The center offers arts programs, artist talks and art exhibitions. It also rents out spaces for meetings and events. The 36,000-square-foot facility overlooks the Zumbro River, a tributary of the Mississippi River that runs through Rochester and connects to the Mayo Clinic and other Rochester attractions via heated skyway. The museum has a 4,000-square-foot glassed-in lobby with a large atrium and grand staircase that is great for events and is a particularly popular wedding spot. The space can hold 400 people reception-style and 150 seated. There are also smaller meeting spaces, including a conference room that overlooks the park and river. It is a glassed-in room that has shades for privacy and a kitchenette attached. There are also classroom spaces.
The center offers team-building workshops for smaller groups that come to town where they can do an art activity. The facility’s classroom spaces are set up with sinks and plenty of art supplies. It also offers flexible office space for people coming into Rochester to do temporary work with the Mayo Clinic.
Boot Hill Museum
Dodge City, Kansas
The Boot Hill Museum commemorates the cowboy and gunslinger history that made Dodge City, Kansas, famous. Open since the 1950s, the museum tells the myths, legends and tales of Dodge City from its establishment in 1872 through the early 1900s. The museum has more than 20,000 artifacts and more than 30 exhibits, as well as a re-created historic street front.
The museum is in the middle of an expansion. It just added a new space that will host nine new exhibits in the spring that are full of interactive displays. Among its highlights are conversation screens — when a guest pushes a button on the screen, a famous character from Dodge City’s past comes out and speaks to them.
The museum has a variety of event spaces that can host groups of up to 150 people. There are two venues in the Front Street replica: the Long Branch Saloon and the Occident Saloon. The Long Branch is a great spot for informal gatherings. Groups can set up bar and food stations throughout the exhibits.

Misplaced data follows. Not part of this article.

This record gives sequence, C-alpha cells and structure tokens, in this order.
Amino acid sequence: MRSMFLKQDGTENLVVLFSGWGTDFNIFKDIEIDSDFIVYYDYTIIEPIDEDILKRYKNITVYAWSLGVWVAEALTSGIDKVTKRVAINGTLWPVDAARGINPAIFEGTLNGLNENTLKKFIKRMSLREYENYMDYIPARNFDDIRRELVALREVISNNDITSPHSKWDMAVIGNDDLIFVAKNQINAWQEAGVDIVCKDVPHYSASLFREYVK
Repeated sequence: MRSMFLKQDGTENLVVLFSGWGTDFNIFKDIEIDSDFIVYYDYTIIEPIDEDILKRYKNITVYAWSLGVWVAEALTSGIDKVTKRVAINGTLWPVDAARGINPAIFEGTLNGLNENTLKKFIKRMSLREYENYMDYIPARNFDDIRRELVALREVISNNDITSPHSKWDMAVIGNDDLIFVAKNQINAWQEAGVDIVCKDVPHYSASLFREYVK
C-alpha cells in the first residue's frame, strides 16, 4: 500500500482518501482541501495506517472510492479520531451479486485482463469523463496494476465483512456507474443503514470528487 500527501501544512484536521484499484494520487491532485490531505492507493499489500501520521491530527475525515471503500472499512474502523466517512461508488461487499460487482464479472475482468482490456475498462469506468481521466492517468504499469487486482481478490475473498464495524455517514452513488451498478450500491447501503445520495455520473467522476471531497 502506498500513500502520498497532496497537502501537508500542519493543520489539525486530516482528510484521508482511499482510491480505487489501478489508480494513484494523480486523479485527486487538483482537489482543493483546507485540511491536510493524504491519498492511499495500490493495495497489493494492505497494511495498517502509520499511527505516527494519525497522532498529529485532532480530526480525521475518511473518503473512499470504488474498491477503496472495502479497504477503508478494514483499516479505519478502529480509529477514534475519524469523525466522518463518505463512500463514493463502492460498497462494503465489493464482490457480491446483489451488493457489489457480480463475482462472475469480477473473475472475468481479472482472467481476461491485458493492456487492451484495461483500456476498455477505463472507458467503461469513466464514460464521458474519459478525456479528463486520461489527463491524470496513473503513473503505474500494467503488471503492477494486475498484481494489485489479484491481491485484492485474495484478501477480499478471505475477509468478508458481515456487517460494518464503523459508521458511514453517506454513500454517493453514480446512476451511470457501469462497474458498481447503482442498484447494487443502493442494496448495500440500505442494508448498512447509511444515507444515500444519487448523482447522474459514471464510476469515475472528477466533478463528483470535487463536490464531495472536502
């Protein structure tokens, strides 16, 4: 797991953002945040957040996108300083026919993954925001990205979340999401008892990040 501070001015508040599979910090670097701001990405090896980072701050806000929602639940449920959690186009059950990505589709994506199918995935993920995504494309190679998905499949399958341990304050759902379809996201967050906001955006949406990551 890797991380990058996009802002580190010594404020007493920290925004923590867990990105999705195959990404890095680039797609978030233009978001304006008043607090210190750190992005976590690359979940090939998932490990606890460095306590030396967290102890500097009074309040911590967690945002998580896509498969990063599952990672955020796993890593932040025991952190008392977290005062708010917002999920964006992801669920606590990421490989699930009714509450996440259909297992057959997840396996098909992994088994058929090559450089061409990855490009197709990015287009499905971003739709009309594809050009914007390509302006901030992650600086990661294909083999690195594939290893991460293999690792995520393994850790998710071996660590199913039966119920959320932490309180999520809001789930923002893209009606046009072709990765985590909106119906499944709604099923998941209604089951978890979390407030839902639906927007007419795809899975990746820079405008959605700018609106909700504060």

“You can grab your food as you walk through and look at the exhibits and learn about history while you mingle with party guests,” said Christina Million, hospitality coordinator for the Boot Hill Museum. “It is a lot of fun. People really do enjoy doing that.”
The museum does its own catering and has a variety of menu selections. Both the Long Branch and the Occidental have sound systems. The Mariah Gallery, which is 3,000 square feet of event and traveling exhibit space, has a new projector and screen.
National Mississippi River Museum and Aquarium
A mixture of museum, aquarium and science center, the National Mississippi River Museum and Aquarium has both indoor and outdoor spaces that can be rented out for meetings and events. Groups can host events near the aquariums and touch tanks or outside receptions using the plaza and wetlands area, which includes a stream dredge in the harbor that people can tour. The museum can host intimate events of 10 to 25 people or large corporate picnics for up to 900 people.
“When they get that large, it gets a little crazy, so we utilize our 14-acre campus, 100,000 square feet of indoor space and the plaza, which has a pavilion and outdoor boatyard,” said Nate Breitsprecker, director of sales and guest services for the museum.
Events inside the museum take place among the exhibits and aquariums. Guests can host a cocktail reception and a full sit-down dinner among the animals of the Mississippi River, including an eight-and-a-half-foot alligator and river otters.
Event attendees are free to roam the exhibits during their events. The museum works exclusively with one off-site caterer but handles the beverage service itself. The full-service facility also has audiovisual capabilities and screens for meetings and awards presentations.